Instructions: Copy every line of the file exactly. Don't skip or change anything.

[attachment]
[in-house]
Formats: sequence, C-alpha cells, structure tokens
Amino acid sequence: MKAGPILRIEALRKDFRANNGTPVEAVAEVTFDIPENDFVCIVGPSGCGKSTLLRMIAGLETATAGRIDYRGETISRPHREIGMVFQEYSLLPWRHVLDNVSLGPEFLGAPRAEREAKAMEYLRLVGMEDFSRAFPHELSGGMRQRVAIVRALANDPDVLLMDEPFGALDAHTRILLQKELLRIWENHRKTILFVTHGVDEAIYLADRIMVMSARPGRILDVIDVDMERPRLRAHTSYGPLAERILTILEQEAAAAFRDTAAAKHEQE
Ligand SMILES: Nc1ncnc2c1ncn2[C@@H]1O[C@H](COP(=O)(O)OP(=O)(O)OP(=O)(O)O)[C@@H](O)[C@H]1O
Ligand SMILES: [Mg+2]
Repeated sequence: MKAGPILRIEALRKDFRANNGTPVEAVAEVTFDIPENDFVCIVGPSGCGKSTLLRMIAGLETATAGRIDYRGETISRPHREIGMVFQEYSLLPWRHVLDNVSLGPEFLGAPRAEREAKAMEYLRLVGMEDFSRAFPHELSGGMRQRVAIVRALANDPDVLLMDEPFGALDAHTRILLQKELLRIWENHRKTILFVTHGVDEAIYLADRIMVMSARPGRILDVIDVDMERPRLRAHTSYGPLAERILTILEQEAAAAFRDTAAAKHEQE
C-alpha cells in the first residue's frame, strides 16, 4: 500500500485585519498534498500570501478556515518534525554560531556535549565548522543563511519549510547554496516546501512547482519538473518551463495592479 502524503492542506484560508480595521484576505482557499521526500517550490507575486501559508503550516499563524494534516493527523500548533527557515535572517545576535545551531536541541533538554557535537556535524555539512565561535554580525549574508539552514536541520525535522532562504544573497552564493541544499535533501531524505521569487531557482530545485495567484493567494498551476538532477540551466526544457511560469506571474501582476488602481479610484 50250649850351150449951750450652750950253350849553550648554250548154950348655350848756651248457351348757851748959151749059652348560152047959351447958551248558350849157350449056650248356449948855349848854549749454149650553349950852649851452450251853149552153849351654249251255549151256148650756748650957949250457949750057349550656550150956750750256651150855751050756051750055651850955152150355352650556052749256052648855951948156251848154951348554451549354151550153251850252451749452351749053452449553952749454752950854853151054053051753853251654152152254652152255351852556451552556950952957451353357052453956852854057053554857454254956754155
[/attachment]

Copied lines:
[in-house]
Formats: sequence, C-alpha cells, structure tokens
Amino acid sequence: MKAGPILRIEALRKDFRANNGTPVEAVAEVTFDIPENDFVCIVGPSGCGKSTLLRMIAGLETATAGRIDYRGETISRPHREIGMVFQEYSLLPWRHVLDNVSLGPEFLGAPRAEREAKAMEYLRLVGMEDFSRAFPHELSGGMRQRVAIVRALANDPDVLLMDEPFGALDAHTRILLQKELLRIWENHRKTILFVTHGVDEAIYLADRIMVMSARPGRILDVIDVDMERPRLRAHTSYGPLAERILTILEQEAAAAFRDTAAAKHEQE
Ligand SMILES: Nc1ncnc2c1ncn2[C@@H]1O[C@H](COP(=O)(O)OP(=O)(O)OP(=O)(O)O)[C@@H](O)[C@H]1O
Ligand SMILES: [Mg+2]
Repeated sequence: MKAGPILRIEALRKDFRANNGTPVEAVAEVTFDIPENDFVCIVGPSGCGKSTLLRMIAGLETATAGRIDYRGETISRPHREIGMVFQEYSLLPWRHVLDNVSLGPEFLGAPRAEREAKAMEYLRLVGMEDFSRAFPHELSGGMRQRVAIVRALANDPDVLLMDEPFGALDAHTRILLQKELLRIWENHRKTILFVTHGVDEAIYLADRIMVMSARPGRILDVIDVDMERPRLRAHTSYGPLAERILTILEQEAAAAFRDTAAAKHEQE
C-alpha cells in the first residue's frame, strides 16, 4: 500500500485585519498534498500570501478556515518534525554560531556535549565548522543563511519549510547554496516546501512547482519538473518551463495592479 502524503492542506484560508480595521484576505482557499521526500517550490507575486501559508503550516499563524494534516493527523500548533527557515535572517545576535545551531536541541533538554557535537556535524555539512565561535554580525549574508539552514536541520525535522532562504544573497552564493541544499535533501531524505521569487531557482530545485495567484493567494498551476538532477540551466526544457511560469506571474501582476488602481479610484 50250649850351150449951750450652750950253350849553550648554250548154950348655350848756651248457351348757851748959151749059652348560152047959351447958551248558350849157350449056650248356449948855349848854549749454149650553349950852649851452450251853149552153849351654249251255549151256148650756748650957949250457949750057349550656550150956750750256651150855751050756051750055651850955152150355352650556052749256052648855951948156251848154951348554451549354151550153251850252451749452351749053452449553952749454752950854853151054053051753853251654152152254652152255351852556451552556950952957451353357052453956852854057053554857454254956754155